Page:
Bellefield Hall Auditorium, Free
Bassist Andrew Kohn will give a reprise performance of my double bass concerto Finney’s Prayer with the University of Pittsburgh Symphony Orchestra on Wednesday, March 2nd at Pitt’s Bellefield Hall Auditorium. Andy premiered the piece back in (gasp!) 1998 when I composed it as my MA thesis composition. In addition, Andy has written a companion concerto for trombone and chamber orchestra titled Finney’s Birthplace. Kevin McManus will perform the trombone solo.
I’d like to tell you that our pieces are the featured works of the evening, but I’m not going to kid you. The remarkable Geri Allen is going to perform Mary Lou William’s Zodiac Suite, and the whole evening will be kicked off with Berlioz’ Carnival Overture.
More About Finney’s Prayer
Charles Finney occupies a fascinating place in 19th century American history as a leading revivalist, abolitionist, and the first president of Oberlin College. The concept for Finney’s Prayer comes from a a passage in his memoirs in which he describes the spiritual crisis which led to his conversion.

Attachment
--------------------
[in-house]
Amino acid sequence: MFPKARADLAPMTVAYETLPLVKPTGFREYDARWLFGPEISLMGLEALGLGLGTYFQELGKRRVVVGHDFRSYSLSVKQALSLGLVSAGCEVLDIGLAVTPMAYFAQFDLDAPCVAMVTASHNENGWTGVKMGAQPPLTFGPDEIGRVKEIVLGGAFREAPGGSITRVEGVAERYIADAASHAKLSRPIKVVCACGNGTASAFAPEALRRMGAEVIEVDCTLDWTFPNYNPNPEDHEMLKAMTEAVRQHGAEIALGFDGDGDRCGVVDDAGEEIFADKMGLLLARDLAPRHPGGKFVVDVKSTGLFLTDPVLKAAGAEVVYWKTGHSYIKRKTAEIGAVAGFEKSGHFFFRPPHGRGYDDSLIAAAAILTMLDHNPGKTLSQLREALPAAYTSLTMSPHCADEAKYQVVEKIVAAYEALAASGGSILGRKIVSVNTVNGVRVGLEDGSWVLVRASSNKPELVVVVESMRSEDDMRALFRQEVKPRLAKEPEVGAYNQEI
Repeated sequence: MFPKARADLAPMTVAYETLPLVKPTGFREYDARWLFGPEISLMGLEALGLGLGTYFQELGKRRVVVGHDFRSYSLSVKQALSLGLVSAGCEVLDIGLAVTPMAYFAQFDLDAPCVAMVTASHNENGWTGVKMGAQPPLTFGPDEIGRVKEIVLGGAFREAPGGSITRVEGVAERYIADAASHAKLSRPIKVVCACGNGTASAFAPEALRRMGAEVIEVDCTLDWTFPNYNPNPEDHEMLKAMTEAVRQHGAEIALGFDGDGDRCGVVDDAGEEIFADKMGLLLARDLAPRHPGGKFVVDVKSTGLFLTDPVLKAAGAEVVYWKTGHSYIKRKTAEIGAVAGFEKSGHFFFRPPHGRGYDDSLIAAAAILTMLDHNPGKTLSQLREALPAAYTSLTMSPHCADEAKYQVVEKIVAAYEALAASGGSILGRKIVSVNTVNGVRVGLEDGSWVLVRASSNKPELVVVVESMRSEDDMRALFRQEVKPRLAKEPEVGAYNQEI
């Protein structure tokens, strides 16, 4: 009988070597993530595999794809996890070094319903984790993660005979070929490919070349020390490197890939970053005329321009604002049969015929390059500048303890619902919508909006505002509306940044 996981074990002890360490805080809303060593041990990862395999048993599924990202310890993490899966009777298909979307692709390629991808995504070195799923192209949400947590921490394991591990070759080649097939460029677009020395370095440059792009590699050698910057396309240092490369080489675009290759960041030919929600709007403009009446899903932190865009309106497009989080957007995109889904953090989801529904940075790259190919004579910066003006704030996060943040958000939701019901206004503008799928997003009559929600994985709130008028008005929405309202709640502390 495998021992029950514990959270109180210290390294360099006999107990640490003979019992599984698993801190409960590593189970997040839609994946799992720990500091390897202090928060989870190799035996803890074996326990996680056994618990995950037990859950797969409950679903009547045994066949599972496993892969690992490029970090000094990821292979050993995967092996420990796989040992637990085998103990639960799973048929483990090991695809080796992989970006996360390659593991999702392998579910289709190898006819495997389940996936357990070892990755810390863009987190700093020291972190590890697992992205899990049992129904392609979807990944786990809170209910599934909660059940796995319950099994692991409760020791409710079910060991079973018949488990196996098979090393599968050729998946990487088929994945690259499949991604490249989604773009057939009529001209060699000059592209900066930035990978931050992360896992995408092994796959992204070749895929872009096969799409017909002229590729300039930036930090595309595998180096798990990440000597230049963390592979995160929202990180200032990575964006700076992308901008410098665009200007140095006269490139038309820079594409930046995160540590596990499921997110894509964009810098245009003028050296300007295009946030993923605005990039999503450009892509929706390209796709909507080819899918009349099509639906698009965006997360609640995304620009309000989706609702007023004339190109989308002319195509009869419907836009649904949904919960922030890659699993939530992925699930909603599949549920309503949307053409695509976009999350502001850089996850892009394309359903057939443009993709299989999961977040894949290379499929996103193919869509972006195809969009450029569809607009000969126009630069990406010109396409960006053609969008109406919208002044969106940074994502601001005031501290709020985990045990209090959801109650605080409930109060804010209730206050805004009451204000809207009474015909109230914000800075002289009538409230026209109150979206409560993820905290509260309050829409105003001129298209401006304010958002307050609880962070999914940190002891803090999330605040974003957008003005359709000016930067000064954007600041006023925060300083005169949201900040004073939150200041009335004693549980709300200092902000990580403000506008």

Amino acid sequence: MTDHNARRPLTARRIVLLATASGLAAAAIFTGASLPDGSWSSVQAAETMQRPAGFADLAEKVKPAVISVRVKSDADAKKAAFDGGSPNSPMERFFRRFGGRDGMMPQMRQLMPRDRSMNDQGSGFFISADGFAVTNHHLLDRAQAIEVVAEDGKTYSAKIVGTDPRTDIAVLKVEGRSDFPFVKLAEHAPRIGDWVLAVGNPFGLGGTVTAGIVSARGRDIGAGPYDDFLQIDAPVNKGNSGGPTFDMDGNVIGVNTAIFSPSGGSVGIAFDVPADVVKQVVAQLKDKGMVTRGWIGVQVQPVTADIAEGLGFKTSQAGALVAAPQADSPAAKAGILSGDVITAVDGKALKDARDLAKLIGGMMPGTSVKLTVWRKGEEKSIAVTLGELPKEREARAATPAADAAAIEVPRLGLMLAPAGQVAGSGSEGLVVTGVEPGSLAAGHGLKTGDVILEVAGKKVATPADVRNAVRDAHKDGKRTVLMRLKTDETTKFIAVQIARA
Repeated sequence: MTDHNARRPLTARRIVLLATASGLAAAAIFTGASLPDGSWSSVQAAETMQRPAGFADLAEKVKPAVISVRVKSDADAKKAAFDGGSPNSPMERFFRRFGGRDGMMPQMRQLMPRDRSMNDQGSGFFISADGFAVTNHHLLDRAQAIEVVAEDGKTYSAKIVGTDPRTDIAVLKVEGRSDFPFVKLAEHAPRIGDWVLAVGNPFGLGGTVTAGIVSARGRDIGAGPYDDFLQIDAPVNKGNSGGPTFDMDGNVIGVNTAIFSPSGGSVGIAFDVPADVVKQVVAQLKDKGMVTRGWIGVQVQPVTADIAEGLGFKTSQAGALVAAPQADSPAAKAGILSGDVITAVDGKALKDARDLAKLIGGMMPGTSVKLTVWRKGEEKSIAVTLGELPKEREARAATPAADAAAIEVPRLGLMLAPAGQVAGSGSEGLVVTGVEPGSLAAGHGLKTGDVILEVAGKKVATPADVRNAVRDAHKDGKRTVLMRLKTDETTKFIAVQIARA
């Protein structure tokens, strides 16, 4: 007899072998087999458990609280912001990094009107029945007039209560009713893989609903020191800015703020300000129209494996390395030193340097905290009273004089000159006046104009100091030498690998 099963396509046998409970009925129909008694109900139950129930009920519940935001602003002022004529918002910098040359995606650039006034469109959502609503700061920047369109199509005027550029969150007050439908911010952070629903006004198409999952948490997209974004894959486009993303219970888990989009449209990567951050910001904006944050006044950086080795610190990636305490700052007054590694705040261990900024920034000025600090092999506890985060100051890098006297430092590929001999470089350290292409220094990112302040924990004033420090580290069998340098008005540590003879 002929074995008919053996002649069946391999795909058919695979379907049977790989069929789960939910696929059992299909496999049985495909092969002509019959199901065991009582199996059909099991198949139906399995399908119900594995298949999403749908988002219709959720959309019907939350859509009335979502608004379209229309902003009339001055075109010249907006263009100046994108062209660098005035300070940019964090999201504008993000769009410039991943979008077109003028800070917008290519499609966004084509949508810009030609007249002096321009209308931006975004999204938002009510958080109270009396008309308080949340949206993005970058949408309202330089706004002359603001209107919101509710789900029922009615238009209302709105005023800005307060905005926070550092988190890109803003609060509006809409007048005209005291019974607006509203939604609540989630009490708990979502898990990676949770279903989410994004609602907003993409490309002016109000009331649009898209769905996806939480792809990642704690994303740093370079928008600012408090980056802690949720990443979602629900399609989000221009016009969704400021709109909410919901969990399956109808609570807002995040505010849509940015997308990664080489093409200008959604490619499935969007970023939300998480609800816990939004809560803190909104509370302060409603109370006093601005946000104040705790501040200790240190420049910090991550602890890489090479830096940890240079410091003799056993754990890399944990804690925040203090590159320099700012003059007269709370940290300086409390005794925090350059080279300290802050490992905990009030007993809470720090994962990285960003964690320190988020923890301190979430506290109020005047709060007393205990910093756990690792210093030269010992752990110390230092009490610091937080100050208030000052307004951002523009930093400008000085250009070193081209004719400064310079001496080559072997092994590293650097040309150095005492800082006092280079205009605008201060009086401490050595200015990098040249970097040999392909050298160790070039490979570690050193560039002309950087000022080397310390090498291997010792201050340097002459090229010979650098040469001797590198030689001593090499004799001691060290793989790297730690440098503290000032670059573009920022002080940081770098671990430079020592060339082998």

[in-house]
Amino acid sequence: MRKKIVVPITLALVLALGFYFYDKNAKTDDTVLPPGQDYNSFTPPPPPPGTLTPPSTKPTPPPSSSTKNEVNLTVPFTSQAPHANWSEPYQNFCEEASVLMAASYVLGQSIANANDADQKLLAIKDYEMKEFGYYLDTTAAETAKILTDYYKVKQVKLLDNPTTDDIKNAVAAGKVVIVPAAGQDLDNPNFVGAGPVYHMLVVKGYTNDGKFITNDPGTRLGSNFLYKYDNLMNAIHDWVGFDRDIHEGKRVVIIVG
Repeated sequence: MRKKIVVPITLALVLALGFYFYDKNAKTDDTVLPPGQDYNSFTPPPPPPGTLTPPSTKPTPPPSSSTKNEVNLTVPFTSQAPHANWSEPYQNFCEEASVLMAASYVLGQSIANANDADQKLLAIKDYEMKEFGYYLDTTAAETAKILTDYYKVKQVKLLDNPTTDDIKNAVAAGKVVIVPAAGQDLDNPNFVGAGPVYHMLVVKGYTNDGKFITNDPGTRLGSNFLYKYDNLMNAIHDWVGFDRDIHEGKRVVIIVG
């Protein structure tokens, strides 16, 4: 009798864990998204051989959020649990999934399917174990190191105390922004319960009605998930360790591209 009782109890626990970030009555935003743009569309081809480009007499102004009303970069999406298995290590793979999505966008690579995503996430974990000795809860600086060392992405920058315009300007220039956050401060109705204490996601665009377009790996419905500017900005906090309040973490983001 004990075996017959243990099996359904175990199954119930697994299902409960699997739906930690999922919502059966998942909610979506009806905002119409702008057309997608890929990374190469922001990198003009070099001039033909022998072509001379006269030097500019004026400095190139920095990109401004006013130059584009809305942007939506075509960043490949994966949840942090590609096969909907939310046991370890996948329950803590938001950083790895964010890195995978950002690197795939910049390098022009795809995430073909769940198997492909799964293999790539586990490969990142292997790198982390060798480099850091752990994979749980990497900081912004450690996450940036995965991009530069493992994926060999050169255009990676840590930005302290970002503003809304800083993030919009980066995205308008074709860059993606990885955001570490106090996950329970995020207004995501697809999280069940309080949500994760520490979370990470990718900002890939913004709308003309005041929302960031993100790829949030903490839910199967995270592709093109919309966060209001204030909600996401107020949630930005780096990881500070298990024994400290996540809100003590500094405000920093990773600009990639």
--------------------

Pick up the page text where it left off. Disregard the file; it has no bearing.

“I went to my dinner and found no appetite to eat. I went to the office and found that squire W___ had gone to dinner. I took down my bass-viol, and as I was accustomed to do, began to play and sing some pieces of sacred music. But as soon as I began to sing those sacred words, I began to weep. It seemed as if my heart was all liquid; and my feelings were in such a state that I could not hear my own voice in singing without causing my sensibility to overflow…”
Finney goes on to describe a mystical vision of Christ which filled him with such awe that he,
“cried out, ‘I shall die if these waves continue to pass over me.’”
Finney’s Prayer (1998) portrays the contour of this experience from crisis to epiphany, peace to awe, and finally, relief. In developing this composition as a narrative structure, I have sought consciously to reference portrayals of transcendence as they are found in works by such composers as Messiaen, Tavener, and Pärt, with hopefully a strong dose of Flannery O’Connor’s insight that grace is, among other things, unsettling.